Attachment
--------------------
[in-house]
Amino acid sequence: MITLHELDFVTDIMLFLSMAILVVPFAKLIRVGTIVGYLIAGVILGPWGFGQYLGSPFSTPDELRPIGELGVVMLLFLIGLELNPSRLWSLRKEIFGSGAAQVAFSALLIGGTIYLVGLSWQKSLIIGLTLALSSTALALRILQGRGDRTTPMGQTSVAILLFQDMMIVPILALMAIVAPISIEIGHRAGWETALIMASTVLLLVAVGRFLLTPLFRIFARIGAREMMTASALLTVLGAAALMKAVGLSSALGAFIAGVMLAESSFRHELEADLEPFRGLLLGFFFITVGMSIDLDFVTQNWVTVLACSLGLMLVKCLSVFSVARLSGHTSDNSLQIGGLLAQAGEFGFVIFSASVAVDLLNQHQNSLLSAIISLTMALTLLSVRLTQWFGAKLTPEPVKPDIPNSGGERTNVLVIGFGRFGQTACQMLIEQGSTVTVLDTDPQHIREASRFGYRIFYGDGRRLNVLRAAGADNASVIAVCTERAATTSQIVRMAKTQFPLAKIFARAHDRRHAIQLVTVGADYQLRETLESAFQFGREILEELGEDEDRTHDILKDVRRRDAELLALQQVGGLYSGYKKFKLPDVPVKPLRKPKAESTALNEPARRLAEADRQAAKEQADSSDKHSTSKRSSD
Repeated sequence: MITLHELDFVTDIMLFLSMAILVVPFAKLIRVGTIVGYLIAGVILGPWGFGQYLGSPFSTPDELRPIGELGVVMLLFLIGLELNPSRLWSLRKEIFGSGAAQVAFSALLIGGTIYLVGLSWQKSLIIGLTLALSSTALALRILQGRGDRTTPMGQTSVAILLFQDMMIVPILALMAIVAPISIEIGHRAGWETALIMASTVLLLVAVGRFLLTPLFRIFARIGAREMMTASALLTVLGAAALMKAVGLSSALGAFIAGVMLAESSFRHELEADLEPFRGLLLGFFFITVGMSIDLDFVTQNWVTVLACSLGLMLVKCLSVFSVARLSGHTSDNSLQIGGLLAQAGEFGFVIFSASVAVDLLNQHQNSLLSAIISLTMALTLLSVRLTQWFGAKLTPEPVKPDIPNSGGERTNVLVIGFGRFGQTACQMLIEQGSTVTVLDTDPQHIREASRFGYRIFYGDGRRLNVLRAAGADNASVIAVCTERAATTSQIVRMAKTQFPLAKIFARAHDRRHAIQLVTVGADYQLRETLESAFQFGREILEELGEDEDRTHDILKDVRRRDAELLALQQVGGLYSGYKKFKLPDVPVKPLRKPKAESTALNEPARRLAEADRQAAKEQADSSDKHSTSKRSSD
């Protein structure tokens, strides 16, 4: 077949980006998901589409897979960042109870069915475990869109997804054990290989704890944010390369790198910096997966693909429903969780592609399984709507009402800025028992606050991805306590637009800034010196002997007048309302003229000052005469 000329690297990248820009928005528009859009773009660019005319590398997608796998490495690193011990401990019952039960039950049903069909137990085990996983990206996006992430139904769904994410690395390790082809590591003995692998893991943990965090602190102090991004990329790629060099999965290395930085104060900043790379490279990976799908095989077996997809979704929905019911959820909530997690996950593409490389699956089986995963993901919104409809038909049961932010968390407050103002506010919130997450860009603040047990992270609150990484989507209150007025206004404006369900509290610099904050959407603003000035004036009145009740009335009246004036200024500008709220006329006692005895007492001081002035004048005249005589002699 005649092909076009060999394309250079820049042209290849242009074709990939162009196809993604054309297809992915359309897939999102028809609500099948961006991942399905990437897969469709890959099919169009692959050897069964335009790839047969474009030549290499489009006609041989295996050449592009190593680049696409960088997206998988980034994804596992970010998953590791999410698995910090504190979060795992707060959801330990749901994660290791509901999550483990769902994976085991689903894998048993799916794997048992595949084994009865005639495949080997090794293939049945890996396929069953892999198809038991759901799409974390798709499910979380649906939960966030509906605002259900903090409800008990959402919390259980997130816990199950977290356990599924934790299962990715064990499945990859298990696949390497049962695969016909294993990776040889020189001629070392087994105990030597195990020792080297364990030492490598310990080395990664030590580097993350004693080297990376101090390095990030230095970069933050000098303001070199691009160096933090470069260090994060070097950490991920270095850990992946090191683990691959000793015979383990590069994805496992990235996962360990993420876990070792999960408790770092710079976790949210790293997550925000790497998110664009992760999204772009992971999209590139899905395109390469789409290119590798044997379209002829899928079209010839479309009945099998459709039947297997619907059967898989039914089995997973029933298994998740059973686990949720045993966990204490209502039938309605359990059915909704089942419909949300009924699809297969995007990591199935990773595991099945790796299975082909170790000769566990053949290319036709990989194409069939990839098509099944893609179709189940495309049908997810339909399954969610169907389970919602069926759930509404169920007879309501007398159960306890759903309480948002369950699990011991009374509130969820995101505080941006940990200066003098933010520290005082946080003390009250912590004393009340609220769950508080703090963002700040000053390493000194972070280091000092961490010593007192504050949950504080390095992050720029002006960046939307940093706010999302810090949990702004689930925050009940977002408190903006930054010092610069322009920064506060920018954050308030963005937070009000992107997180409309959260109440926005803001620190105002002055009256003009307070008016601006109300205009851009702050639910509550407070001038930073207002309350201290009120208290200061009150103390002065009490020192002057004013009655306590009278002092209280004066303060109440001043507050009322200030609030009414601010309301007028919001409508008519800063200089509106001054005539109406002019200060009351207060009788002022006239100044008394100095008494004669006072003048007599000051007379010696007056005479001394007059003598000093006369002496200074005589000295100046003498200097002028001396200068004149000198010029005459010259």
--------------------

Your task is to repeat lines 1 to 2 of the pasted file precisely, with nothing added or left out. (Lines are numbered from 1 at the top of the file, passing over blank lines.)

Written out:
[in-house]
Amino acid sequence: MITLHELDFVTDIMLFLSMAILVVPFAKLIRVGTIVGYLIAGVILGPWGFGQYLGSPFSTPDELRPIGELGVVMLLFLIGLELNPSRLWSLRKEIFGSGAAQVAFSALLIGGTIYLVGLSWQKSLIIGLTLALSSTALALRILQGRGDRTTPMGQTSVAILLFQDMMIVPILALMAIVAPISIEIGHRAGWETALIMASTVLLLVAVGRFLLTPLFRIFARIGAREMMTASALLTVLGAAALMKAVGLSSALGAFIAGVMLAESSFRHELEADLEPFRGLLLGFFFITVGMSIDLDFVTQNWVTVLACSLGLMLVKCLSVFSVARLSGHTSDNSLQIGGLLAQAGEFGFVIFSASVAVDLLNQHQNSLLSAIISLTMALTLLSVRLTQWFGAKLTPEPVKPDIPNSGGERTNVLVIGFGRFGQTACQMLIEQGSTVTVLDTDPQHIREASRFGYRIFYGDGRRLNVLRAAGADNASVIAVCTERAATTSQIVRMAKTQFPLAKIFARAHDRRHAIQLVTVGADYQLRETLESAFQFGREILEELGEDEDRTHDILKDVRRRDAELLALQQVGGLYSGYKKFKLPDVPVKPLRKPKAESTALNEPARRLAEADRQAAKEQADSSDKHSTSKRSSD